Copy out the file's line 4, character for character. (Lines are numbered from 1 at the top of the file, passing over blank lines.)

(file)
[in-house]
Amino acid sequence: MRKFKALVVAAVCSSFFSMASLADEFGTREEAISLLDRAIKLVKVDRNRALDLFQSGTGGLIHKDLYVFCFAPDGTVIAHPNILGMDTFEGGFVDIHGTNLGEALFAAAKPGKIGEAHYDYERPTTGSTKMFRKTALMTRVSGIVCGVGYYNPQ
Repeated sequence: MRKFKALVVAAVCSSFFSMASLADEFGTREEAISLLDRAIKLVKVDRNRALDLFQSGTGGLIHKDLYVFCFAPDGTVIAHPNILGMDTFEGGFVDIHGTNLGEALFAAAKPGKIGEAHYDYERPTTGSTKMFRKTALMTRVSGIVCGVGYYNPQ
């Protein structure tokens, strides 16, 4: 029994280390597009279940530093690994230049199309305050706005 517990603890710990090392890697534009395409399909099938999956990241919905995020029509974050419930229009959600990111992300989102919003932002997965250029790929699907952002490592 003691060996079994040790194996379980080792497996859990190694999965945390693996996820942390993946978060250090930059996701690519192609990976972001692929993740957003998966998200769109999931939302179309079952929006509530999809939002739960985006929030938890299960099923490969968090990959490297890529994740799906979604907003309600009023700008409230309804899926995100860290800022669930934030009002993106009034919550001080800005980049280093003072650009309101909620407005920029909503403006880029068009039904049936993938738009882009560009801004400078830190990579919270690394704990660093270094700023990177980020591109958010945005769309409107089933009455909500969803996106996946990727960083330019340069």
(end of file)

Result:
């Protein structure tokens, strides 16, 4: 029994280390597009279940530093690994230049199309305050706005 517990603890710990090392890697534009395409399909099938999956990241919905995020029509974050419930229009959600990111992300989102919003932002997965250029790929699907952002490592 003691060996079994040790194996379980080792497996859990190694999965945390693996996820942390993946978060250090930059996701690519192609990976972001692929993740957003998966998200769109999931939302179309079952929006509530999809939002739960985006929030938890299960099923490969968090990959490297890529994740799906979604907003309600009023700008409230309804899926995100860290800022669930934030009002993106009034919550001080800005980049280093003072650009309101909620407005920029909503403006880029068009039904049936993938738009882009560009801004400078830190990579919270690394704990660093270094700023990177980020591109958010945005769309409107089933009455909500969803996106996946990727960083330019340069």